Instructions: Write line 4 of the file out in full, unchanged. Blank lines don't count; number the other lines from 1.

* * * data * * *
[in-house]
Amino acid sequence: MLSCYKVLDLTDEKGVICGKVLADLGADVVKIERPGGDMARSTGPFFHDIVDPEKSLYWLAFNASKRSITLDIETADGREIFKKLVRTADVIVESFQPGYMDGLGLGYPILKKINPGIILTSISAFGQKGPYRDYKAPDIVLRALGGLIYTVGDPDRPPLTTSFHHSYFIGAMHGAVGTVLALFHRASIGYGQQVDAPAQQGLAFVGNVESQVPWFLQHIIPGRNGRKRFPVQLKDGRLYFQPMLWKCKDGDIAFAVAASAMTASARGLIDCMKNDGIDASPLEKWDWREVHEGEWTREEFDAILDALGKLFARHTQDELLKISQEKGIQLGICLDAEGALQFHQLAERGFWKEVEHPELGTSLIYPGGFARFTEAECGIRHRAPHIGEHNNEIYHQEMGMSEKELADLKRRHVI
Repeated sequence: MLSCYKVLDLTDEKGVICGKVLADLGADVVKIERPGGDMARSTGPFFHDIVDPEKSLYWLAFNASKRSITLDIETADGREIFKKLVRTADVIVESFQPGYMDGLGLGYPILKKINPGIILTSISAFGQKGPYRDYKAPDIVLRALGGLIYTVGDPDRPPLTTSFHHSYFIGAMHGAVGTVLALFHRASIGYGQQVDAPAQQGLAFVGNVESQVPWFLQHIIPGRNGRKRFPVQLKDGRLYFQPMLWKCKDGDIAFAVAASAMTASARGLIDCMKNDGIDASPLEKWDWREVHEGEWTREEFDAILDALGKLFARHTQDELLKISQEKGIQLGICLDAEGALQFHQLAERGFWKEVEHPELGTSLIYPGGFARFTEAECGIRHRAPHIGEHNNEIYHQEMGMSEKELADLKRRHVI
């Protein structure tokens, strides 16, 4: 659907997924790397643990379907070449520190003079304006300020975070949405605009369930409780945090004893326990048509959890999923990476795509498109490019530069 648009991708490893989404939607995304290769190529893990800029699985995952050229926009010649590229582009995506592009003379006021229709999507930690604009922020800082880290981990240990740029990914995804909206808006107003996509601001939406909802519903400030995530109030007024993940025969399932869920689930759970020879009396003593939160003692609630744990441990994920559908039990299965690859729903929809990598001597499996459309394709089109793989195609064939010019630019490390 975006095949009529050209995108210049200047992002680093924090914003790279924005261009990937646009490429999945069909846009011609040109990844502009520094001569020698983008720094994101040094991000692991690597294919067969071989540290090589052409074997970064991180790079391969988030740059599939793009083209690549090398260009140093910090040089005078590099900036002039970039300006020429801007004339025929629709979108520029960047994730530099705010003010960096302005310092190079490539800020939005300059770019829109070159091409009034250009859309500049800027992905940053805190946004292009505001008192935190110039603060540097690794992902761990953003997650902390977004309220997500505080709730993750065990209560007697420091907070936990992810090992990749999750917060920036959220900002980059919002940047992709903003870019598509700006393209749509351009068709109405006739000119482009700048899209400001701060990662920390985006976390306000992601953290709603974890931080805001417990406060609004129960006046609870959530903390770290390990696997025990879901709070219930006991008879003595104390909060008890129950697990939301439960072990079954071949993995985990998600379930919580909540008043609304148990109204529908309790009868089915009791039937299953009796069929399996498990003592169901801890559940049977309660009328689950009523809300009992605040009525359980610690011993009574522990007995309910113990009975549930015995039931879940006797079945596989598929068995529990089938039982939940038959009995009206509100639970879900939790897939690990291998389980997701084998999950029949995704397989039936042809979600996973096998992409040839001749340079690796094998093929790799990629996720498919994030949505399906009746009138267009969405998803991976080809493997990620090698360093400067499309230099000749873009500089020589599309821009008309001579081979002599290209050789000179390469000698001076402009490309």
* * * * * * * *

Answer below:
């Protein structure tokens, strides 16, 4: 659907997924790397643990379907070449520190003079304006300020975070949405605009369930409780945090004893326990048509959890999923990476795509498109490019530069 648009991708490893989404939607995304290769190529893990800029699985995952050229926009010649590229582009995506592009003379006021229709999507930690604009922020800082880290981990240990740029990914995804909206808006107003996509601001939406909802519903400030995530109030007024993940025969399932869920689930759970020879009396003593939160003692609630744990441990994920559908039990299965690859729903929809990598001597499996459309394709089109793989195609064939010019630019490390 975006095949009529050209995108210049200047992002680093924090914003790279924005261009990937646009490429999945069909846009011609040109990844502009520094001569020698983008720094994101040094991000692991690597294919067969071989540290090589052409074997970064991180790079391969988030740059599939793009083209690549090398260009140093910090040089005078590099900036002039970039300006020429801007004339025929629709979108520029960047994730530099705010003010960096302005310092190079490539800020939005300059770019829109070159091409009034250009859309500049800027992905940053805190946004292009505001008192935190110039603060540097690794992902761990953003997650902390977004309220997500505080709730993750065990209560007697420091907070936990992810090992990749999750917060920036959220900002980059919002940047992709903003870019598509700006393209749509351009068709109405006739000119482009700048899209400001701060990662920390985006976390306000992601953290709603974890931080805001417990406060609004129960006046609870959530903390770290390990696997025990879901709070219930006991008879003595104390909060008890129950697990939301439960072990079954071949993995985990998600379930919580909540008043609304148990109204529908309790009868089915009791039937299953009796069929399996498990003592169901801890559940049977309660009328689950009523809300009992605040009525359980610690011993009574522990007995309910113990009975549930015995039931879940006797079945596989598929068995529990089938039982939940038959009995009206509100639970879900939790897939690990291998389980997701084998999950029949995704397989039936042809979600996973096998992409040839001749340079690796094998093929790799990629996720498919994030949505399906009746009138267009969405998803991976080809493997990620090698360093400067499309230099000749873009500089020589599309821009008309001579081979002599290209050789000179390469000698001076402009490309």